Due to the complexity of our connected world and the human propensity to make mistakes, web application bugs and vulnerabilities are simply inevitable. Sometimes, these software errors could trigger minor impacts, while in distinct circumstances – mainly in sensitive sectors such as banking, healthcare, or aviation -, they could awaken absolute chaos.
Sometimes the cost of a mistake can be devastating. From Starbucks computers being down across the EUA and Canada, forcing the company to give away free coffee, to the accident caused by an Uber autonomous vehicle that fatally struck a woman in 2019. History tells us numerous cases when software defects have led to losses of millions of euros or even caused victims.
From manual to automated testing, Quality Assurance (QA) analysts are responsible for testing software to ensure it works as expected, as well as to prevent future complications. These experts are in high demand as organisations, governments, and business departments need to release reliable, user-friendly software, improve their IT systems, and meet users’ expectations and standards.
What is QA?
Today’s companies are completely reliant on their technology for both business stability and growth. It is an integrated part of every industry and segment because, thanks to technology, we can do more with less. The same applies to individuals and society.
Technology plays a major role in our lives, and most of us may find it hard to recall a time when computers, smartphones, and other devices weren’t a part of everyday life. But what happens every time technology fails?
In software development, Quality Assurance helps companies prevent product errors before they arise. A software error is, fundamentally, a mismatch between what is expected of the program and the generated result.
QA delivers consistent results through regular, standardized processes and audits that systematically monitor different aspects of a product. It is a twofold discipline that combines a dimension focused on supporting development processes internally with a commitment to boosting the company’s credibility and reputation among its customers externally. This set of preventive processes can be done manually or with the help of automated tools.
What does a QA tester do?
In today’s competitive market, with society becoming more and more reliant on software and web applications, QA engineers or QA analysts play critical roles in delivering high-quality products free from any bugs or defects. Basically, a QA analyst is responsible for ensuring that applications function the way they are supposed to.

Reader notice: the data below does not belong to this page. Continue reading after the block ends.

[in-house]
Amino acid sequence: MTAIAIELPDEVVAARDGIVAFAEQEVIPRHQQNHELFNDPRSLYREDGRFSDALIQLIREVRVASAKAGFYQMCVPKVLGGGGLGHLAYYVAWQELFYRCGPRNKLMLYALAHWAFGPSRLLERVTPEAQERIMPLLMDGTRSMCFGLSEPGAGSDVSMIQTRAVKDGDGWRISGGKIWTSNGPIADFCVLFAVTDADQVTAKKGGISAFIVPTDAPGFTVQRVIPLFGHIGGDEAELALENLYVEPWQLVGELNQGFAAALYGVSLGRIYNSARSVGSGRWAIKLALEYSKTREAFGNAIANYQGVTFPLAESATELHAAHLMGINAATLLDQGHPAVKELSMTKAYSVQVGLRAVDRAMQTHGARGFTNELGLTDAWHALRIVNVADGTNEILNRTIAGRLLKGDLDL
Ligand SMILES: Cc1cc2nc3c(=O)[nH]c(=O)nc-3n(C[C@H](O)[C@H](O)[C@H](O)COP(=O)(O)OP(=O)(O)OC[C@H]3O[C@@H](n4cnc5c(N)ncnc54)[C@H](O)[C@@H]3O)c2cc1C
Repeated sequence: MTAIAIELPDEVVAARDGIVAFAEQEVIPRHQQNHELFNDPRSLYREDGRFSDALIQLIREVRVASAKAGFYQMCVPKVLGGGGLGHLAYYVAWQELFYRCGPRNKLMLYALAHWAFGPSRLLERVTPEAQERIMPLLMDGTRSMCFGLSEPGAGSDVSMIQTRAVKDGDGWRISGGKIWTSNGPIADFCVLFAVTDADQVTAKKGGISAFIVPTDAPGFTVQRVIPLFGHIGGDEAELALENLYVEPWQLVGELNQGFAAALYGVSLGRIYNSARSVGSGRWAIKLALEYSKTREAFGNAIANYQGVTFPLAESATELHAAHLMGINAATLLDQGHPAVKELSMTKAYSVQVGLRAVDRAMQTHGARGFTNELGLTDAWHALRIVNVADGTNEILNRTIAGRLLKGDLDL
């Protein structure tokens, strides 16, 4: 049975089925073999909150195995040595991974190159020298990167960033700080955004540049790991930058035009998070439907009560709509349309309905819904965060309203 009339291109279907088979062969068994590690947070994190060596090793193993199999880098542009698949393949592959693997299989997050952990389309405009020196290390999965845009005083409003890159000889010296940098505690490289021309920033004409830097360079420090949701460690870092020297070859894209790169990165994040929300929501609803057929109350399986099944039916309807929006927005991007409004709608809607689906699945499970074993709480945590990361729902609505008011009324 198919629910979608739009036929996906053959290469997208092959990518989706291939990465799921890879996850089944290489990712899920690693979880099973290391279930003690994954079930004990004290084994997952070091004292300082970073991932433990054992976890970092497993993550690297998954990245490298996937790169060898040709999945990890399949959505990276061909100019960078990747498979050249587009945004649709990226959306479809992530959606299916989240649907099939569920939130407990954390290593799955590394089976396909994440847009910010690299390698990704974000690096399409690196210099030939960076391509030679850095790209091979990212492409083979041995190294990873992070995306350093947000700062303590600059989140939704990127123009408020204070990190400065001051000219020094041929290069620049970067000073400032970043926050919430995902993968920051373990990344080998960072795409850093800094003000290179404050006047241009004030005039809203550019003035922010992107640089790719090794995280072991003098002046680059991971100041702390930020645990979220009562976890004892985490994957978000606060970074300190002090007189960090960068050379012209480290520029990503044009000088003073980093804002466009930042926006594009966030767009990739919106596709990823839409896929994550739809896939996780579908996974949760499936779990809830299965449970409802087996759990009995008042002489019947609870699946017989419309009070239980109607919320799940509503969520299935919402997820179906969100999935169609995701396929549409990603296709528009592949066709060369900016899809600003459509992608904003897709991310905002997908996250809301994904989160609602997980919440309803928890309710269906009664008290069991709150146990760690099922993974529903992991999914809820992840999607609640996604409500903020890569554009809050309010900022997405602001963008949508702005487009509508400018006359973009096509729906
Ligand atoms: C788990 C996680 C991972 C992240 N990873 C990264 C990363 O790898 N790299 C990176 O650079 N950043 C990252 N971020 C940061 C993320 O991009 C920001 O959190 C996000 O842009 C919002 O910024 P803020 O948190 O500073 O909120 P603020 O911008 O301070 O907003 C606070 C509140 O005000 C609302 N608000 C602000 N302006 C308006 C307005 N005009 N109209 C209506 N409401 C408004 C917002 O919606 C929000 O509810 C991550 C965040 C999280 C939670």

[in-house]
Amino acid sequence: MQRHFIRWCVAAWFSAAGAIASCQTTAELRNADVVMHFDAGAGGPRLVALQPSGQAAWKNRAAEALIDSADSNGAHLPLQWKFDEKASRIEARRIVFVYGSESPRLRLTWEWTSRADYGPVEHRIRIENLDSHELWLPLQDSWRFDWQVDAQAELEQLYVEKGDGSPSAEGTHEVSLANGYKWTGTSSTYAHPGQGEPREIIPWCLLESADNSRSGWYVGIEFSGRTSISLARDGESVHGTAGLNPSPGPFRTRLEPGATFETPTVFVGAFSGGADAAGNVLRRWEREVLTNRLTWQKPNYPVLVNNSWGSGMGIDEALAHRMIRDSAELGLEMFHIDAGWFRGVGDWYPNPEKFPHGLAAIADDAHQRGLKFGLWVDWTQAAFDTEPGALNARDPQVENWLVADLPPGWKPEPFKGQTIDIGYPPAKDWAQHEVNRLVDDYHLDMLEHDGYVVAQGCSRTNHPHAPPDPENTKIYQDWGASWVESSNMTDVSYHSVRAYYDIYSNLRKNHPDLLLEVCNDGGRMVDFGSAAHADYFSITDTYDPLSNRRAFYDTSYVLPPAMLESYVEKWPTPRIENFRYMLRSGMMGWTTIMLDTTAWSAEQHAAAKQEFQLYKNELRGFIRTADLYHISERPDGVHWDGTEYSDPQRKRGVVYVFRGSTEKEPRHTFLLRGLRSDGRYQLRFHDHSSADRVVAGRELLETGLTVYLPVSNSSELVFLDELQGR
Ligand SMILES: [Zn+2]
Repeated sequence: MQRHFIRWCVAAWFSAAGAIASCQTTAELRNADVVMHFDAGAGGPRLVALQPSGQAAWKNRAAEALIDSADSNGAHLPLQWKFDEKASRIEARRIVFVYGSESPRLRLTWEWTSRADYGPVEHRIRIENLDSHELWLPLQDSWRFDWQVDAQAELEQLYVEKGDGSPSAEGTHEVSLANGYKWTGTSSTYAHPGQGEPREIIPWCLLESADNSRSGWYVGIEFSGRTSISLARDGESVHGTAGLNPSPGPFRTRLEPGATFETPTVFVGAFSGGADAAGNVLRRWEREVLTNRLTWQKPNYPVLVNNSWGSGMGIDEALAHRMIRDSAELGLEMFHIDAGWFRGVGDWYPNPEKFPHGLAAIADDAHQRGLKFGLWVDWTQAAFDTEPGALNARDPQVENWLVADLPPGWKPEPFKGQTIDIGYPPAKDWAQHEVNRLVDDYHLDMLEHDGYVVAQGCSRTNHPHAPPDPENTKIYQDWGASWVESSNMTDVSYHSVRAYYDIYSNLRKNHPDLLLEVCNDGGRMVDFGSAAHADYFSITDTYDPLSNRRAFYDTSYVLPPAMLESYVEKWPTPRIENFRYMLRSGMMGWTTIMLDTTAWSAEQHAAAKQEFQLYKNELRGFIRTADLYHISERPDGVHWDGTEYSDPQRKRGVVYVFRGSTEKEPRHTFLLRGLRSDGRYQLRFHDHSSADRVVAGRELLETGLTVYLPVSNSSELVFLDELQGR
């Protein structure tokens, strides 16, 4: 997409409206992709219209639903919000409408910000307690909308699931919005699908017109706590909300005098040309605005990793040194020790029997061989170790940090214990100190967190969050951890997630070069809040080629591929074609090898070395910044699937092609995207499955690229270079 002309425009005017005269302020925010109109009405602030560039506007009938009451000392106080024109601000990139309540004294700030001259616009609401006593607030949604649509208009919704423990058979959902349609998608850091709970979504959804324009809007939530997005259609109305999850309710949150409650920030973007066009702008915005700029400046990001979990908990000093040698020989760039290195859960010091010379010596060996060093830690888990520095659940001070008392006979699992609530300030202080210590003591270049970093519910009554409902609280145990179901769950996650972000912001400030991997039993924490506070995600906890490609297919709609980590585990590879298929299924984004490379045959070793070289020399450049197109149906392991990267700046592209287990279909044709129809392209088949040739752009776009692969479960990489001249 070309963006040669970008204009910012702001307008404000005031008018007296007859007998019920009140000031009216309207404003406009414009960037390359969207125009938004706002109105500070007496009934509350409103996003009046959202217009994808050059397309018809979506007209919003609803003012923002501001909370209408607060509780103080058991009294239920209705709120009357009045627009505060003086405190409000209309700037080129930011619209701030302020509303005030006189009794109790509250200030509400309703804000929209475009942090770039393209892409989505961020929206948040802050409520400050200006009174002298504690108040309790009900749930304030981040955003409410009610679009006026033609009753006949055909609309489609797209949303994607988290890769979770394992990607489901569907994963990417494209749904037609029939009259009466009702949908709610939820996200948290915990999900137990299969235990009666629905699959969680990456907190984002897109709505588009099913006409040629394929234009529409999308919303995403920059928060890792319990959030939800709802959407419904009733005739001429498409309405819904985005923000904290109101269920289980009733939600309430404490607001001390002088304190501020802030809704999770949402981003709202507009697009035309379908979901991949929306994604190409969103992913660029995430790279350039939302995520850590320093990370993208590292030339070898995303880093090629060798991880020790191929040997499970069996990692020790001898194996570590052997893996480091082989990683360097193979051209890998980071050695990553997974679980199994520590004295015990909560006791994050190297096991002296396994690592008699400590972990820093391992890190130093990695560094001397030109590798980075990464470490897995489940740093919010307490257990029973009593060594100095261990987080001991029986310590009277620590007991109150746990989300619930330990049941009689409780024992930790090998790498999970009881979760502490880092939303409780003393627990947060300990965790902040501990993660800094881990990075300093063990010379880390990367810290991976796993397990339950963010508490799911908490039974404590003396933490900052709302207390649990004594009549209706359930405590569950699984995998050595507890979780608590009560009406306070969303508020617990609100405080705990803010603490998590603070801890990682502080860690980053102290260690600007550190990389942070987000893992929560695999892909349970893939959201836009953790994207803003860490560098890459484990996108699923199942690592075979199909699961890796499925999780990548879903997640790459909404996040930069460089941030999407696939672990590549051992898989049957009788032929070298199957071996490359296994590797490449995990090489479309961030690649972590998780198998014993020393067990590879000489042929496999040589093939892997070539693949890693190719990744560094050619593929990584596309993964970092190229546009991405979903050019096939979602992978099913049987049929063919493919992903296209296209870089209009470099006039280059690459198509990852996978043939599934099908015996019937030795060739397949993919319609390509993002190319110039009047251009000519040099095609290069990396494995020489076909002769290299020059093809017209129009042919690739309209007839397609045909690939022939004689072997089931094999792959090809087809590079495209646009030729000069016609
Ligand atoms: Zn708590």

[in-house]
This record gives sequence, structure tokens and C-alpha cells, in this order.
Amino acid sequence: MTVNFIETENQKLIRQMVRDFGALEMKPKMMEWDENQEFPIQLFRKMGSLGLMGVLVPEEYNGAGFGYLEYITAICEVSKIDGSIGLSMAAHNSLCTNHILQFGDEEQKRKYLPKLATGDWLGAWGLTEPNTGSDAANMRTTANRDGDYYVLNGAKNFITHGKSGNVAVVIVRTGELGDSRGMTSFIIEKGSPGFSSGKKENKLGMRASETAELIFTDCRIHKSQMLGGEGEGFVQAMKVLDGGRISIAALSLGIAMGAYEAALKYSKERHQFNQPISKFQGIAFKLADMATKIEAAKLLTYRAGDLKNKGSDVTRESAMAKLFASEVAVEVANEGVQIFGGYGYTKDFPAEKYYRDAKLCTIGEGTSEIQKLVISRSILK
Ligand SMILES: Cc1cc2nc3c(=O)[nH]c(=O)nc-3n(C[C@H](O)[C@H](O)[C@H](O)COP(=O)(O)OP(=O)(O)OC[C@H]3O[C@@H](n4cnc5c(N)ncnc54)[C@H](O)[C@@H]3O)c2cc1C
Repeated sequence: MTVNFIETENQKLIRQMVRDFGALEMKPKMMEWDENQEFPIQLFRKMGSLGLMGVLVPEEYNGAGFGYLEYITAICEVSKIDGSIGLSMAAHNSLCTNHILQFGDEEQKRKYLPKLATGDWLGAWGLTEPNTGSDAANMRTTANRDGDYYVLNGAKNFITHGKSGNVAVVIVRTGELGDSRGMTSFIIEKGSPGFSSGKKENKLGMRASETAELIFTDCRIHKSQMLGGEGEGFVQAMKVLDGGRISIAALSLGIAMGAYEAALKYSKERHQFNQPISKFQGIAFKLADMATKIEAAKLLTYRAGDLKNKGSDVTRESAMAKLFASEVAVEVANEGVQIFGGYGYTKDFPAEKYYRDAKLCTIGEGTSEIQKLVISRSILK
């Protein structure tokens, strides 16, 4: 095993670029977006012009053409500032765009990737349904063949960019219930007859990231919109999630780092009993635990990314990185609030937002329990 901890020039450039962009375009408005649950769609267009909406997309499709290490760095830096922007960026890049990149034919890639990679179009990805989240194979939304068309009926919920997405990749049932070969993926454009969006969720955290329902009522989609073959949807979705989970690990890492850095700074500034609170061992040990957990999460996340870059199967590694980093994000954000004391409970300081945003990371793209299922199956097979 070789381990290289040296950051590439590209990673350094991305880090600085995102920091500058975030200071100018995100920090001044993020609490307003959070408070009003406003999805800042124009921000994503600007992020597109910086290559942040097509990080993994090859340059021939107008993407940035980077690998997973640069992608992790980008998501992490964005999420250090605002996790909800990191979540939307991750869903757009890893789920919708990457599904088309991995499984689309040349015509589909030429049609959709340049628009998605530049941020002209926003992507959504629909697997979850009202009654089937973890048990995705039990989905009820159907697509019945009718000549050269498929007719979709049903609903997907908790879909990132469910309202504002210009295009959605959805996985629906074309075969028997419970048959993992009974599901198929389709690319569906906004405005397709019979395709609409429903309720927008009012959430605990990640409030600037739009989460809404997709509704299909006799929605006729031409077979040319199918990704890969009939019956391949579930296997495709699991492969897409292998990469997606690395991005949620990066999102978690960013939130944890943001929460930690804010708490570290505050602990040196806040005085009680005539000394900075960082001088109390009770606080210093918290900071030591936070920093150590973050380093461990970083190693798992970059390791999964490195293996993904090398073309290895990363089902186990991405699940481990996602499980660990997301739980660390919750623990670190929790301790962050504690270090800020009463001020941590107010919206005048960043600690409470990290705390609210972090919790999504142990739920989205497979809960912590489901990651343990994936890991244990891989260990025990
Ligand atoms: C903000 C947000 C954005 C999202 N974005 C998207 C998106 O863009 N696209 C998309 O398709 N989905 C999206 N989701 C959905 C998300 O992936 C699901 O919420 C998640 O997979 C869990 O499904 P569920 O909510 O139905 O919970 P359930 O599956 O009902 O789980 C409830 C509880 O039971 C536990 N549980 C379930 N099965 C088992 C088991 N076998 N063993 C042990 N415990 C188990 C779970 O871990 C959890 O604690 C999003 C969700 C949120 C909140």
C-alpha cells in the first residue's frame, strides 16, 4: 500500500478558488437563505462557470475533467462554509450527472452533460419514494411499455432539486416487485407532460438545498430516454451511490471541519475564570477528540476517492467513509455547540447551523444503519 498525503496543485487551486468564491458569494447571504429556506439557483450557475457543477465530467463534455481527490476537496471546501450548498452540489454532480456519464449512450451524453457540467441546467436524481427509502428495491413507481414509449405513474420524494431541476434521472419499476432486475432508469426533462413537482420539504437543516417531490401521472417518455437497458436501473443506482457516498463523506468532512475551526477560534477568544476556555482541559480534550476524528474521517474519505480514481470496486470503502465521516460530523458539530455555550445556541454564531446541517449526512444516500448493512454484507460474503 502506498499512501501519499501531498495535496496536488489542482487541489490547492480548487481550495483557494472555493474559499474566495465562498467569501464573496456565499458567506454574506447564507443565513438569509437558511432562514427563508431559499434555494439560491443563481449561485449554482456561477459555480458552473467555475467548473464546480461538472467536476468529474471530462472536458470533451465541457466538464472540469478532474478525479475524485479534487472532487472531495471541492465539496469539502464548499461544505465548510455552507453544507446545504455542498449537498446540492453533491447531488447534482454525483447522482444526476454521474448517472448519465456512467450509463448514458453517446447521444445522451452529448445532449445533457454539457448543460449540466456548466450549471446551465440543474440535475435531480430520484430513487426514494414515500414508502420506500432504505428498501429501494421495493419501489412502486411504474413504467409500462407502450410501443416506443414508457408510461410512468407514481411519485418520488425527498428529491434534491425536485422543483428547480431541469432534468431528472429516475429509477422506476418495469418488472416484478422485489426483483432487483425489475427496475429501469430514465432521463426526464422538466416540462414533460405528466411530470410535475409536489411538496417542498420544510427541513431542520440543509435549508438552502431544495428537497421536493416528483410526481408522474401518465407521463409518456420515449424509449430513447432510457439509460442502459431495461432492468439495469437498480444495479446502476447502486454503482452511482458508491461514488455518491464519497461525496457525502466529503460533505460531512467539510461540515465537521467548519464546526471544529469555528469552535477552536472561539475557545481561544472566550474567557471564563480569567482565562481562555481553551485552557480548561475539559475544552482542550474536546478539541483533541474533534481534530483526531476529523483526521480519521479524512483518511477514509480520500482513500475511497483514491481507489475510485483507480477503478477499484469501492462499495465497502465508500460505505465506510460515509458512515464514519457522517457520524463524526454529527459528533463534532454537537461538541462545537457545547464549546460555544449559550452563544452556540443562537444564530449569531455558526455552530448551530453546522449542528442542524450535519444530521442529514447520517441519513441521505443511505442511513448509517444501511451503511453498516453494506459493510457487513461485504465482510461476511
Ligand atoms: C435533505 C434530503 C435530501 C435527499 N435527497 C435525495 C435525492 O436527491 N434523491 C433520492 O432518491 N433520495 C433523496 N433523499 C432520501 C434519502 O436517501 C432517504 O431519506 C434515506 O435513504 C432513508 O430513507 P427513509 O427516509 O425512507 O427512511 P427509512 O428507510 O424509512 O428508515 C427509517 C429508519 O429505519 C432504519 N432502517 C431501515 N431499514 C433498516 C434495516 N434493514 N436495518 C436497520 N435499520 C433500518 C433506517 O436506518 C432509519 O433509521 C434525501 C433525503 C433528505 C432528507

Are you wondering about what makes a great QA analyst? They have a combination of the right experience, soft skills, hard skills, and expertise.
The following skills will help you succeed and develop exceptional software applications:
Critical thinking: Every software application must be customized to specific customer needs and adapted regularly due to changing user requirements. Throughout the whole software development lifecycle, a skilled QA tester knows how to adopt the customer’s perspective. Critical thinking in software testing is crucial because it can drive you in some innovative directions. Companies need QA analysts who are able to come up with “What if” scenarios. You will need to think beyond the obvious to find bugs and detect issues.
Creativity: Despite the structured nature of testing, it won’t pose any limits to your creativity.
Attention to detail: Many software development details are almost invisible to the eye.
Precision: It is essential for the role. It’s unreasonable to assure the absence of any bugs. Nevertheless, a QA analyst must be able to spot as many flaws as possible.
Quick learner: There is always room for self-improvement. QA testers must adapt to new tools and techniques.
Collaboration and social skills: As more businesses adopt Agile methodologies, QA analysts are encouraged to collaborate with other colleagues and departments. This requires you to be able to communicate your ideas to developers or designers, listen to them and not be afraid to ask all the questions you need to understand the idea behind the process.
Analytical skills: These are central to any QA analyst because they need to analyse every aspect of a product and system… aren’t they analysts after all?